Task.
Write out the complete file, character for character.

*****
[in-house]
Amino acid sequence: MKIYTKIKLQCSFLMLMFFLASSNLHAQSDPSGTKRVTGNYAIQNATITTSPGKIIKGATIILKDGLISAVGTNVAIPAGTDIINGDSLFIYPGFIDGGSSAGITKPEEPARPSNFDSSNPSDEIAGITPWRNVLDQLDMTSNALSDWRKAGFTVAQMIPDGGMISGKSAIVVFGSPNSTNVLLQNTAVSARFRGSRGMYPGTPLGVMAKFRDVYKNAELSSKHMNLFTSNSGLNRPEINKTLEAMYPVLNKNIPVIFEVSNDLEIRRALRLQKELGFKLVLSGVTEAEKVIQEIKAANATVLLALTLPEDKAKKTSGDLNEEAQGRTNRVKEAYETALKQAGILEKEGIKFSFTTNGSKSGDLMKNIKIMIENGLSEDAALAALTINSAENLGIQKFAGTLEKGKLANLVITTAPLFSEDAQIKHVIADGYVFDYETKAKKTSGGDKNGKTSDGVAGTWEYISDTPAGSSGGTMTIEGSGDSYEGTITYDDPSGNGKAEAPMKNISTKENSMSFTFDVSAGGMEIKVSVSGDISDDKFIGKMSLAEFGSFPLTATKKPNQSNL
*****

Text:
[in-house]
Amino acid sequence: MKIYTKIKLQCSFLMLMFFLASSNLHAQSDPSGTKRVTGNYAIQNATITTSPGKIIKGATIILKDGLISAVGTNVAIPAGTDIINGDSLFIYPGFIDGGSSAGITKPEEPARPSNFDSSNPSDEIAGITPWRNVLDQLDMTSNALSDWRKAGFTVAQMIPDGGMISGKSAIVVFGSPNSTNVLLQNTAVSARFRGSRGMYPGTPLGVMAKFRDVYKNAELSSKHMNLFTSNSGLNRPEINKTLEAMYPVLNKNIPVIFEVSNDLEIRRALRLQKELGFKLVLSGVTEAEKVIQEIKAANATVLLALTLPEDKAKKTSGDLNEEAQGRTNRVKEAYETALKQAGILEKEGIKFSFTTNGSKSGDLMKNIKIMIENGLSEDAALAALTINSAENLGIQKFAGTLEKGKLANLVITTAPLFSEDAQIKHVIADGYVFDYETKAKKTSGGDKNGKTSDGVAGTWEYISDTPAGSSGGTMTIEGSGDSYEGTITYDDPSGNGKAEAPMKNISTKENSMSFTFDVSAGGMEIKVSVSGDISDDKFIGKMSLAEFGSFPLTATKKPNQSNL